Graduation Year


Document Type




Degree Name

Doctor of Philosophy (Ph.D.)

Degree Granting Department

Business Administration

Major Professor

Patrick Wheeler, Ph.D.

Committee Member

Mark Mellon, Ph.D.

Committee Member

Uday Murthy, Ph.D.

Committee Member

Timothy Shields, Ph.D.


CSR disclosure, CSR investment, Experiment, Informal controls, Signaling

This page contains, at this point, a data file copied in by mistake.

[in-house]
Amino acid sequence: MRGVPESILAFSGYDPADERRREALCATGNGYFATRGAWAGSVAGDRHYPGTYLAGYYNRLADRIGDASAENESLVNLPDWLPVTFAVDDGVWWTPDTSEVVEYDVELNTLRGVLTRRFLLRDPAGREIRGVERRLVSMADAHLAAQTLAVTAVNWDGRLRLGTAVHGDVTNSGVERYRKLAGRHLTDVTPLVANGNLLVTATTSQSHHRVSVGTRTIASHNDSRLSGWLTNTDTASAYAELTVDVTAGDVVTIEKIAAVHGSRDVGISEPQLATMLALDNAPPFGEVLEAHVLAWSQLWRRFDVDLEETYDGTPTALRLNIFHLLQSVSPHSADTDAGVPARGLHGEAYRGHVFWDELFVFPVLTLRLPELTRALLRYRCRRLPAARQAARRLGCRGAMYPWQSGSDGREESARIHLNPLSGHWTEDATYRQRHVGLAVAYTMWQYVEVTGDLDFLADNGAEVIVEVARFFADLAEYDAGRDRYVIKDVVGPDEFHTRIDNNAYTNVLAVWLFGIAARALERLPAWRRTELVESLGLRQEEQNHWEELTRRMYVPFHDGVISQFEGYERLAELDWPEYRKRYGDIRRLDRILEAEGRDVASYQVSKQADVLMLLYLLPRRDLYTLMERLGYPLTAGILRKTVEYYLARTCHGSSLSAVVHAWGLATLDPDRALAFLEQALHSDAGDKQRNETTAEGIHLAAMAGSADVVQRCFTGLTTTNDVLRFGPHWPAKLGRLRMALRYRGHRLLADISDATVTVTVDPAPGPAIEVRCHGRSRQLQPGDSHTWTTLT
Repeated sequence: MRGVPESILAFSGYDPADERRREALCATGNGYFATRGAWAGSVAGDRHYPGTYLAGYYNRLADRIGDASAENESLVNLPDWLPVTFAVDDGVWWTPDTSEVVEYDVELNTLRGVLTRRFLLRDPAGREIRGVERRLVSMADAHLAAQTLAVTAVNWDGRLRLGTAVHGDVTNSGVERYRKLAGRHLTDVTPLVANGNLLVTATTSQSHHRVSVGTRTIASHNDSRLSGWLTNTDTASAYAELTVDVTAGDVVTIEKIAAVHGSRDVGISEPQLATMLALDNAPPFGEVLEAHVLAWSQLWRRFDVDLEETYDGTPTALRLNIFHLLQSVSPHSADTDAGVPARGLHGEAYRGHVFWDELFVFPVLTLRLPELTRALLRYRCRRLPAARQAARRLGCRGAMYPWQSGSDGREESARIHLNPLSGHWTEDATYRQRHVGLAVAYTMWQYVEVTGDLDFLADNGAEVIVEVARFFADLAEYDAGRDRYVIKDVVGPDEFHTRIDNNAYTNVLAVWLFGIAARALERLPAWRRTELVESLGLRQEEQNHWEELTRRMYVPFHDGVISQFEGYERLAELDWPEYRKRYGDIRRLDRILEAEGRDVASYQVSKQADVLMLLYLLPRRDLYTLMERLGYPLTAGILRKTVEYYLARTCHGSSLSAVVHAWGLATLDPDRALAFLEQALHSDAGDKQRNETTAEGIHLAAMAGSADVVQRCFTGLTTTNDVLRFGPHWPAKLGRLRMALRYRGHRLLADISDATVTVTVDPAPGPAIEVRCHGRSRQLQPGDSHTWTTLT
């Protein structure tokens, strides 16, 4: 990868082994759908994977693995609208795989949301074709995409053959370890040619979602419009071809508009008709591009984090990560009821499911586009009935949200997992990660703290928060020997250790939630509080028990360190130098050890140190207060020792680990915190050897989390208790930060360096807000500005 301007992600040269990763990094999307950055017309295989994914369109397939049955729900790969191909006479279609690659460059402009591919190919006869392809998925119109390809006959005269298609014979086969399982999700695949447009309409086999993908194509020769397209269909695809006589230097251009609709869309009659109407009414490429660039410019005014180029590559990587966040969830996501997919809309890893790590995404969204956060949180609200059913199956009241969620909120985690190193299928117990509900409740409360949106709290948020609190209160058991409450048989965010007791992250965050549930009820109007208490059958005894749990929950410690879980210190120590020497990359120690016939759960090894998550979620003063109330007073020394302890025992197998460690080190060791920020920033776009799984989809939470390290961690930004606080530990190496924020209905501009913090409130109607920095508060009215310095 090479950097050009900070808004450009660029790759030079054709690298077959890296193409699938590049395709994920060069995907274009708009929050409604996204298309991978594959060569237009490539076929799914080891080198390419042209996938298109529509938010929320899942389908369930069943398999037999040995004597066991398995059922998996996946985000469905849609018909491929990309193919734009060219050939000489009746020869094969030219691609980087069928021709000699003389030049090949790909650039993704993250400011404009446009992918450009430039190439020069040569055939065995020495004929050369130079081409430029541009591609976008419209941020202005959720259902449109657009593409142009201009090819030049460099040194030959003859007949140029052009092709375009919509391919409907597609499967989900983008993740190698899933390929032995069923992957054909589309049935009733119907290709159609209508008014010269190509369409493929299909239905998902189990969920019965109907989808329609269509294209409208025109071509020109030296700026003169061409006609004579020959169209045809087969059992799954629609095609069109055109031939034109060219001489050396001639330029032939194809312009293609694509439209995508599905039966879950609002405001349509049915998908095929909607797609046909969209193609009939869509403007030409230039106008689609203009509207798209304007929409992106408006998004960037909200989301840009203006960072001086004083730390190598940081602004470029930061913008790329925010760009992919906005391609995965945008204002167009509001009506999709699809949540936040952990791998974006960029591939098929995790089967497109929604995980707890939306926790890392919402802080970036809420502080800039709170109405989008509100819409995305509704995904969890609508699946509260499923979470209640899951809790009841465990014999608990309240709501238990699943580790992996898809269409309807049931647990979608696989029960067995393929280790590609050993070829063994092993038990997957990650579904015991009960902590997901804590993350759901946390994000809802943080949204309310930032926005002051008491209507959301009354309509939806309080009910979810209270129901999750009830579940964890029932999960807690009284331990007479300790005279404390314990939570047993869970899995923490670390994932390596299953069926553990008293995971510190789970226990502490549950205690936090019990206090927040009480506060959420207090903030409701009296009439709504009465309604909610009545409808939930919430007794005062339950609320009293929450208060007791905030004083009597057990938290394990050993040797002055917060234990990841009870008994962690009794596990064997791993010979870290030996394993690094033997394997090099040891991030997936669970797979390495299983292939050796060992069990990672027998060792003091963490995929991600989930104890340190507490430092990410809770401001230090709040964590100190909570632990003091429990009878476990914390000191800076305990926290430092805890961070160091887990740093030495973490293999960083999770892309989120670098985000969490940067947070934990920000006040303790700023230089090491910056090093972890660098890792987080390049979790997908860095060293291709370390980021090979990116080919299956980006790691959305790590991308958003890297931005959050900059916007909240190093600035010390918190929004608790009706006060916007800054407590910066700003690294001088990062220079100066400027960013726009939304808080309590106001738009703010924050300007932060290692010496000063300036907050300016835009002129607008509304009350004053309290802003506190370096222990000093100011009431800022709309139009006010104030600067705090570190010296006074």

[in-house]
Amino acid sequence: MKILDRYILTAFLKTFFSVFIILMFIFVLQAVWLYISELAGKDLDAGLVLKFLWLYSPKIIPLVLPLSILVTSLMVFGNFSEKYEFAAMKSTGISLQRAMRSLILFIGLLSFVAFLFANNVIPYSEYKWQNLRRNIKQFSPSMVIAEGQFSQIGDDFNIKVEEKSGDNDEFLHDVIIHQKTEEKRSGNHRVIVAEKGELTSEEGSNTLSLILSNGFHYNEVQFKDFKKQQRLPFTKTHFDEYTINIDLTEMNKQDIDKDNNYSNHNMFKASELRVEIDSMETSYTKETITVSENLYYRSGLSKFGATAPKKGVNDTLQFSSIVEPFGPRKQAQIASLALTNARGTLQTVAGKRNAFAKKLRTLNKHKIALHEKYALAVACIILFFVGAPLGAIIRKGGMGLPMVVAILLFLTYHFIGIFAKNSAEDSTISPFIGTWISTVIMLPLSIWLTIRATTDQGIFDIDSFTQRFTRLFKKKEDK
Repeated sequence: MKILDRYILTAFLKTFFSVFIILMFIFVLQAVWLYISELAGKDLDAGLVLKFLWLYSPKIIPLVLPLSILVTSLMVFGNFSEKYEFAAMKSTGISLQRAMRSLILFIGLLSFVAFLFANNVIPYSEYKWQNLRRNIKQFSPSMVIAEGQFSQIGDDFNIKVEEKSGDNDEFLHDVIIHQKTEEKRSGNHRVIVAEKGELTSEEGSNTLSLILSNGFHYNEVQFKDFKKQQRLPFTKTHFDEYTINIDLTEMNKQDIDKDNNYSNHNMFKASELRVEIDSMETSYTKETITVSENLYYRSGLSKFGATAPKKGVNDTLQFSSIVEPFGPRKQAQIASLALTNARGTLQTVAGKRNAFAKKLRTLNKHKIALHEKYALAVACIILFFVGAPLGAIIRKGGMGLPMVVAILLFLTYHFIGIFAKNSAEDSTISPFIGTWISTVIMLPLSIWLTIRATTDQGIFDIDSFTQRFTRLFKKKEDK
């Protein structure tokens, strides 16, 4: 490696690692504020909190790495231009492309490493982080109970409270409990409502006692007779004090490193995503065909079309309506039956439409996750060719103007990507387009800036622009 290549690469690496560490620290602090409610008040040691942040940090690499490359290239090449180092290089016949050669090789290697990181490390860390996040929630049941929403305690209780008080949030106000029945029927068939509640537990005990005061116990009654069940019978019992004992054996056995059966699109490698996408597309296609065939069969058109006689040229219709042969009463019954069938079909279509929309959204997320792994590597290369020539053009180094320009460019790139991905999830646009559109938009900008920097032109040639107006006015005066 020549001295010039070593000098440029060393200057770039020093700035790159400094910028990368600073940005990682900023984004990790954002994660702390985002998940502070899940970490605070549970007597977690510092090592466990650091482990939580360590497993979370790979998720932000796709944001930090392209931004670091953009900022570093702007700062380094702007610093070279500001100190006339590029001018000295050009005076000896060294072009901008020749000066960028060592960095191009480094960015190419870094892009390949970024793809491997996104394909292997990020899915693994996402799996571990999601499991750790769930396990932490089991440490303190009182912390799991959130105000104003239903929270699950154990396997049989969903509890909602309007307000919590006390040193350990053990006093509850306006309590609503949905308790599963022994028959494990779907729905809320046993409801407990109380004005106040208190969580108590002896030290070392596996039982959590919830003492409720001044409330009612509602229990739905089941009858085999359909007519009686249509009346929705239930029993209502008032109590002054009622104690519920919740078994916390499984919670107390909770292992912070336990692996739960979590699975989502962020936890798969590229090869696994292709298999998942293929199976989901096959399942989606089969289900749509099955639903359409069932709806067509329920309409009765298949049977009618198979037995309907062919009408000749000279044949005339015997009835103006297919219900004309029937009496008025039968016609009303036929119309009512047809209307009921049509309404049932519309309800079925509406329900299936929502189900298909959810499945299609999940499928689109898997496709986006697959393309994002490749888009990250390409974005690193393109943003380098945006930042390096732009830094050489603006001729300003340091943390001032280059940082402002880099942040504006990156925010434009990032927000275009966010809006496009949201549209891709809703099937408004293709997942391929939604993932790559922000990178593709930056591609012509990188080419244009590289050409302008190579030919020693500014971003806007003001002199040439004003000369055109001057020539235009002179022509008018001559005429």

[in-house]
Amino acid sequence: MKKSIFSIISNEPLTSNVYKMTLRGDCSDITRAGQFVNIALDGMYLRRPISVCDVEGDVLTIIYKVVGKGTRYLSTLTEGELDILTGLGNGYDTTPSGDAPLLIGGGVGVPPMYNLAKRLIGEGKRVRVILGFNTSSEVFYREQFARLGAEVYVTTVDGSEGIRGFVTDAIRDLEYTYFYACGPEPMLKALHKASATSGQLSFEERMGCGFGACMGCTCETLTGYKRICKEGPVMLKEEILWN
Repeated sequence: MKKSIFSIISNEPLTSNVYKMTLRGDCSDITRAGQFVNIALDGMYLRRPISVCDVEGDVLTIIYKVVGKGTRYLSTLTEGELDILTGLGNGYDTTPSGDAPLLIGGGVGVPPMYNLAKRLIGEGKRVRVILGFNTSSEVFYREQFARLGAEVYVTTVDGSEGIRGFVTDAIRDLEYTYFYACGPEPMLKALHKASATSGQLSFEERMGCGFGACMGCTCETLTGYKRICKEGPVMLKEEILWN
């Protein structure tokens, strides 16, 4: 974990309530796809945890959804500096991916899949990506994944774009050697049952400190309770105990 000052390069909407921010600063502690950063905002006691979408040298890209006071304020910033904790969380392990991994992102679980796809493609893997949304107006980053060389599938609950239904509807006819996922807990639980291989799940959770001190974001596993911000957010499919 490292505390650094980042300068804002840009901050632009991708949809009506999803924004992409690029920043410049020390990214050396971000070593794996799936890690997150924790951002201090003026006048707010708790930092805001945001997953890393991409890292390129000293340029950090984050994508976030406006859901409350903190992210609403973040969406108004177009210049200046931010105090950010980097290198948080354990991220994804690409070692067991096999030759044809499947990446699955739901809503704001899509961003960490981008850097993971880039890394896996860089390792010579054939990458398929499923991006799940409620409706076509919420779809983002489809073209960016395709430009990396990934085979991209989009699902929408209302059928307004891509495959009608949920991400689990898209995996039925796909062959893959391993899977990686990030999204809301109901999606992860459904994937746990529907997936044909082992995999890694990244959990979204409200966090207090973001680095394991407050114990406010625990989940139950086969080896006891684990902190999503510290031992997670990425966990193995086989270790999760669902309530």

I experimentally examine whether disclosure of corporate social responsibility (CSR) investment facilitates cooperation in business collaborations. Business collaborations are essential for firms to maintain their competitive advantage. However, half of all ventures fail. A major reason for this high failure rate is a lack of cooperation among business collaboration partners, known as relational risk. Findings suggest that CSR disclosure leads to greater CSR investment, but does not result in an overall higher level of cooperation. However, CSR disclosure moderates the link between CSR investment and cooperation. When CSR investment is disclosed, cooperation is highest when both managers invest in CSR. Further, managers who invest in CSR are more sensitive to CSR disclosure information than managers who do not invest in CSR. Managers who invest in CSR are more cooperative when they receive a signal their partner also invested in CSR. Managers who do not invest in CSR do not attend to CSR disclosure information and are equally cooperative when partnered with a CSR investor or a non-CSR investor. Finally, when CSR investment is not disclosed, managers who invest in CSR are no more likely to cooperate than managers who do not invest in CSR. Although CSR is widespread, little is known about why managers invest in CSR or disclose CSR information. This study has implications for practitioners and academics on CSR by demonstrating a potential benefit of CSR investment and disclosure, mitigating relational risk in business collaborations.

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